How Does Currency Affect Equity Returns?

Concerns about China's currency has contributed to stock market volatility across the region and further afield. What should investors know about the link between currency and returns?

Emma Wall 22 January, 2016 | 12:14AM
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Emma Wall: Hello and welcome to the Morningstar Series 'why Should I Invest With You?'. I'm Emma Wall and I'm joined today by Jason Pidcock, Manager of the Jupiter Asian Income Fund.

Hi, Jason.

Jason Pidcock: Hi, Emma.

Wall: So, there have been a lot of talk in your region of specialty about currencies at the moment. I suppose the first question to ask for investors is how do currencies affect equity markets?

Pidcock: They certainly do affect equity markets especially if you are investing as a sterling based investor. You've got to think about whether sterling will appreciate or depreciate against the currencies you're investing in. We are predominantly investing for sterling investors. So we have to think about the Asian currencies and lot are under pressure at the moment. We're seeing the Chinese currency come back against the U.S. dollar, hasn't actually fallen much against sterling though, but capital flight out of China has been quite strong $108 billion alone in December. And we think there will be more pressure on the Chinese currency because of deflationary pressures in that country, generally.

Wall: So it can't boost gains or exacerbate losses.

Pidcock: Absolutely. Over the last 10 years, there have been periods where sterling gain has been strong because sterling's fallen against these currencies and at other times it's been the other way around. Our view is, we don’t do much hedging, we're just happy to take currency into account when thinking about the equities that we're considering.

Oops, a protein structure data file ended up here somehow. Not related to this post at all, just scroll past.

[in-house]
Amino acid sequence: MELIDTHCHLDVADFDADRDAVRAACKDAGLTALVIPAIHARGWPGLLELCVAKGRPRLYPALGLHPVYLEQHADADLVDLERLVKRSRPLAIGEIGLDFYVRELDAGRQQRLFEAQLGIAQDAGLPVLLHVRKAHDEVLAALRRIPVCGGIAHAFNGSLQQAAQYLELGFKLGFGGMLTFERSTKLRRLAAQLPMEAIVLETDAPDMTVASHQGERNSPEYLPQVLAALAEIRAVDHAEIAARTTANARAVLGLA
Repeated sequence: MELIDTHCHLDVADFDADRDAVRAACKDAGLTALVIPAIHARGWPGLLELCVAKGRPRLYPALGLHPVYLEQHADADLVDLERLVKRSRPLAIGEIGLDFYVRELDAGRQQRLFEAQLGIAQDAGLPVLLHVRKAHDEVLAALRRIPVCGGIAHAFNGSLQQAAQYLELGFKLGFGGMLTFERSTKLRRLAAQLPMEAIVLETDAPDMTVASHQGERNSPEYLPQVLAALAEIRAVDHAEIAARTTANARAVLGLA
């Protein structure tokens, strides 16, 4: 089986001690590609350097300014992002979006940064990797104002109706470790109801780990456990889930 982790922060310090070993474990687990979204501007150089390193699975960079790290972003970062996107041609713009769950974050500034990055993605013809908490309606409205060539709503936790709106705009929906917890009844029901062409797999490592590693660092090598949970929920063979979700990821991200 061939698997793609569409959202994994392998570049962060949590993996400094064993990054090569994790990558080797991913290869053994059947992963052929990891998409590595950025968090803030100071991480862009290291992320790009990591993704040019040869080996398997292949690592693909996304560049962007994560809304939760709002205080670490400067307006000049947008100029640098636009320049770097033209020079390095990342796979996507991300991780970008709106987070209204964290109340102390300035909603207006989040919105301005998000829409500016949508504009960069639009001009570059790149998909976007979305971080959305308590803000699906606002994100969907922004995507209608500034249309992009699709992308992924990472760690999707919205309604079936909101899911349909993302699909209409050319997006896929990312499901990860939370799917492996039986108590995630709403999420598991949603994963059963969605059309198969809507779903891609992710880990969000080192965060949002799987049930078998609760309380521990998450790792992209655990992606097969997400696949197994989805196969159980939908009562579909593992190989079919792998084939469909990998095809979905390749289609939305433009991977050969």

Wall: So, then the news of the week, I suppose is that China maybe de-pegging against the dollar. What exactly does that mean and how will that affect returns?

Pidcock: For a long time the Chinese managed their currency against the U.S. dollar, it wasn’t completely pegged, it was like a dirty float, they kept it fairly stable. For a while it was appreciating gradually, but now they've moved to measure their currency against a basket of currencies. So a trade weighted basis they haven’t been open about what that basket is made up of and as the U.S. dollar has appreciated against other currencies particularly emerging market currencies around the world.

So the Chinese currency has fallen back. It hasn’t actually fallen that far. But if this year it falls by let's say more than 6% in U.S. dollar terms then in U.S. dollar terms, there is a reasonable chance you could say that the Chinese economy as a whole will contract. And therefore at a global level, it's not going to contribute to global growth. It's going to be a drag on global growth.

Wall: And although of course China is moving away from the model where it is so reliant on developed market, there is very much a link there. Isn't there?